They need a big win Sunday at UNC. That's the long and short of it. If they manage that, they can easily win their last two against UVA and Miami. And that would give them 10 conference wins, 21 overall, and a pretty airtight argument for the tournament (provided they win at least 1 ACC tourney game). In a way, they're in a better position than Virginia Tech. Ken Pomeroy has them ranked 19th, despite everything, and only a few bad losses have kept them from the top tier. A win against Carolina, and suddenly they're on everyone's radar.
A loss against UNC, though, probably spells disaster. It'll relegate them to 4th or 5th in the ACC, and barring a run to the ACC tournament finals, that may be all she wrote. In which case they'll kick themselves for the loss at Boston College two weekends ago.
Clemson: 64 RPI, 18-9, 7-6
Significant out-of-conference wins: Seton Hall
I really like this team, and I hope they find a way to make it in. The problem is, the rest of their schedule looks tough: Wake, at Duke, and Virginia Tech. Well, Wake isn't tough, but it will be damn near impossible for them to take down Duke on senior night when the Devils are going for a second straight perfect season at home. And Virginia Tech will be fighting for their tournament lives in what should be a real battle.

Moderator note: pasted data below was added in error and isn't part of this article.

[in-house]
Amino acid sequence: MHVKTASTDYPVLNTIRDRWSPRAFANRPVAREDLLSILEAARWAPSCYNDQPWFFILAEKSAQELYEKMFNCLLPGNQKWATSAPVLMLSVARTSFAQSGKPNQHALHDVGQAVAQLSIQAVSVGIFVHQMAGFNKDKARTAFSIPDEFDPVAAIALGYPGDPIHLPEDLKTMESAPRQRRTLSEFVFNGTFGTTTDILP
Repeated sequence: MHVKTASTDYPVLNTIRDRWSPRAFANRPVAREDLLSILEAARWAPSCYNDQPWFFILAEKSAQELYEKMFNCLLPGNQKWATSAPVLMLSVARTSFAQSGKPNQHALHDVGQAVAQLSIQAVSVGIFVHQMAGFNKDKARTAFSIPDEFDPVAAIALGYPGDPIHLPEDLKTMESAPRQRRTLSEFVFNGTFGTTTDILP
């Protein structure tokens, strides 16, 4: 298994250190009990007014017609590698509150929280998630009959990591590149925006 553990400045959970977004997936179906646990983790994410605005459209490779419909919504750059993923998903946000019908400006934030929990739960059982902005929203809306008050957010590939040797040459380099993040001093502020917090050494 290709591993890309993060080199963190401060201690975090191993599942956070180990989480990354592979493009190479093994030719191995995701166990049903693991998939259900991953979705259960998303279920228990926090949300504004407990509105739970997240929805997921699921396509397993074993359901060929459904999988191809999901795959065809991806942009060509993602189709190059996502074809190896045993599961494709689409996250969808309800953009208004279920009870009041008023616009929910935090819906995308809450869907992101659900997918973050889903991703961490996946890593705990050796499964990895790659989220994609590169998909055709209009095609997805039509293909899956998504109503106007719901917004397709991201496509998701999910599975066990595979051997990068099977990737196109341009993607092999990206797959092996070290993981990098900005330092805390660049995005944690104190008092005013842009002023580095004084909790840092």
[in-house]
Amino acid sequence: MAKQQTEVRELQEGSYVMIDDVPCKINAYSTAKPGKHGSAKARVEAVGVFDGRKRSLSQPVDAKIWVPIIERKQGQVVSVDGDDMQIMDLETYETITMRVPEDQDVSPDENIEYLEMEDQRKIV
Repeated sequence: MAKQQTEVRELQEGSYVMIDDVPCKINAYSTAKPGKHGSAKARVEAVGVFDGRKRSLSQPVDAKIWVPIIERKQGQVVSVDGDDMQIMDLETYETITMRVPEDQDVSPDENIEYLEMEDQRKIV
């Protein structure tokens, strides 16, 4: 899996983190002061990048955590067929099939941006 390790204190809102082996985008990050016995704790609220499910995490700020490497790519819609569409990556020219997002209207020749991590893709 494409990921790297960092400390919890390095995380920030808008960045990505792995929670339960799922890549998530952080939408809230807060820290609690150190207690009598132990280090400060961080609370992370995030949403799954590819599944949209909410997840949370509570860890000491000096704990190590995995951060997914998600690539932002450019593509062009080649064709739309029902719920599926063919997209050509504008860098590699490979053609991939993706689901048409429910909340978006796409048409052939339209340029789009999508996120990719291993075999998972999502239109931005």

Last Thursday's 8-point loss to N.C. State was killer, though they recovered with a good home win against Miami. Assuming they lose to Duke, wins against Wake and Tech would make them 20-10, 9-7, in which case they'd probably need to make the semifinals of the ACC tournament to have any shot.
Boston College: 50 RPI, 16-11, 6-7
Significant out-of-conference wins: California, Indiana, South Carolina
Much respect to Steven Donahue for an excellent coaching job with minimal talent this season. The lesson of the year? Everybody else in the ACC better hold on for dear life when this guy gets his recruits in. The BC athletic department should be patting themselves on the back right about now.
That being said, this probably isn't their year. Donahue held it together with smoke and mirrors, even coming within a Reggie Jackson 3 of upsetting Carolina on the road. But the cream rises to the top, and great coaching only goes so far without talent. Even if BC finishes 2-1 (UVA, V. Tech, Wake), they'll only be 8-8 in conference, and they won't have 20 wins. Nothing but an ACC tourney win could get them in the dance. The only chance they have otherwise is to win out (next week's game in Blacksburg is the huge obstacle here) and make the ACC finals. Both scenarios seems like a real long shot. The one thing the Eagles have going for them, though, is that in case of a tie, they have a better RPI and better out-of-conference wins than the rest of the ACC bubble.
Still, I'm not holding my breath. In 2-3 years, though? Watch out, ACC. Dudes are going to be tough.
If I had to pick today, I'd say the ACC field looks like this:
Duke, UNC, Florida State, Maryland
Let's hear everyone's thoughts.